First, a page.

“We’re never going to have full employment and so we have to think about other options. We have to start by asking what a meaningful life looks like for people outside of wage employment and how this can be best supported.” 

Dawson, Hassim and Bruce agree that basic income support for people aged 18-59 years old is needed and it is in the common interest to have this. “This would at least provide young people in particular with more resources to engage in a life of their choosing and making. They need this to get out of the cycle of constant volatility and uncertainty,” says Dawson.

Young people are hustling as best they can to get by in South Africa. They do this by working brief stints at places like internet cafes, beauty salons, sidewalk spazas and call centres. Consistent income support is needed to address not only persistent unemployment, but the volatility of the gig economy. 

The basic income grant should be made available to every single person (citizen and non-citizen) regardless of whether that person has an income. According to Black Sash, the veteran human rights organisation advocating for social justice in South Africa, and Bruce, this confers the dignity of equal status to everyone, eliminates the need for any means test or other qualification, reduces the risk of corruption and immediately ends abject poverty. “It creates the incentive for a rapid injection of expenditure into the economy as people acquire the ability to buy food and other necessities,” according to Black Sash.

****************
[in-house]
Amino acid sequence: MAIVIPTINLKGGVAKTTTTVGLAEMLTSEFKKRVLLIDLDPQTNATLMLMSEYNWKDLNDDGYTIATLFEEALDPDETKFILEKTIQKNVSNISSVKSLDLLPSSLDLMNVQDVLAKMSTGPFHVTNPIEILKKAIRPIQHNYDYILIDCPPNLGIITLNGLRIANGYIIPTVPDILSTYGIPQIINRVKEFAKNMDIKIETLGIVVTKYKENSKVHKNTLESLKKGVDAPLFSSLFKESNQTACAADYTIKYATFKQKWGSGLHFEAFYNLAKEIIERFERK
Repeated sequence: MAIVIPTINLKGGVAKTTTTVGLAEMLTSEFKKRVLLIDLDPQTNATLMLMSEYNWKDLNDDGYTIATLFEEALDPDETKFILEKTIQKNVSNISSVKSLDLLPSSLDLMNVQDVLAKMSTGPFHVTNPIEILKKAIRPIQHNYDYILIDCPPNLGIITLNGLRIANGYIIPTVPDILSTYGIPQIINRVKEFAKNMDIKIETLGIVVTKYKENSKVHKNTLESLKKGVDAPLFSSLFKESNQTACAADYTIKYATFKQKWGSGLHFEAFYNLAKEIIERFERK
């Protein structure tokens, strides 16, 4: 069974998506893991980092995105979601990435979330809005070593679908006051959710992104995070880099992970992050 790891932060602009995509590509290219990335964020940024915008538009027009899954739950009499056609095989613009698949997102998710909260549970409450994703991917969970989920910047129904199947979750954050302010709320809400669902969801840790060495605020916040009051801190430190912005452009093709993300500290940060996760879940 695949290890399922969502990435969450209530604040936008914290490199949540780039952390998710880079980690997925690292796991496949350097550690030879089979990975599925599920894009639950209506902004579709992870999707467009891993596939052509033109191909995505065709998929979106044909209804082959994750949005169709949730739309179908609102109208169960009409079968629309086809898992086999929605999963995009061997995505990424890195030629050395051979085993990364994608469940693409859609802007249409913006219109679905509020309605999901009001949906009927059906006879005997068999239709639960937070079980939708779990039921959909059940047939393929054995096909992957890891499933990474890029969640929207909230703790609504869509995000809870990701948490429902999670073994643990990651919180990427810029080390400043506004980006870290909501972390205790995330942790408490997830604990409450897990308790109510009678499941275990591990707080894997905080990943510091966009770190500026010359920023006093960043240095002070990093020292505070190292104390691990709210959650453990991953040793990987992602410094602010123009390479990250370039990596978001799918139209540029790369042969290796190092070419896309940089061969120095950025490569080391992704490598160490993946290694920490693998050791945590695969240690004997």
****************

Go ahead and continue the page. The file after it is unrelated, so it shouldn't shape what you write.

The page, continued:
Universal basic income

Black Sash says that in the urgent short term, the basic income grant could be given to those who are unemployed. In the longer term, it will provide a template for a universal basic income grant.

The proposal for the grant

Implement permanent social assistance for those aged 18-59 valued at the upper-bound poverty line, now R1 227 a month. Caregivers who receive the child support grant must qualify for this grant.

Make the Covid-19 grant increases of R250 a month permanent for all social grants.

Ensure the above provisions apply to refugees, permanent residents, asylum seekers and migrant workers with special permits.

Work towards a universal basic income

The ructions caused by the pandemic should not be put to waste. It is an opportunity to reconsider both core values and spending priorities. “Another world is not only possible,” says Arundhati Roy author of God of Small Things, “she is on her way. On a quiet day, I can hear her breathing." 

  • Beth Amato is a freelance writer.
  • This article first appeared in Curiositya research magazine produced byWits Communications and the Research Office.
  • Read more in the 12th issue, themed: #Solutions. We explore #WitsForGood solutions to the structural, political and socioeconomic challenges that persist in South Africa, and we are encouraged by astounding ‘moonshot moments’ where Witsies are advancing science, health, engineering, technology and innovation.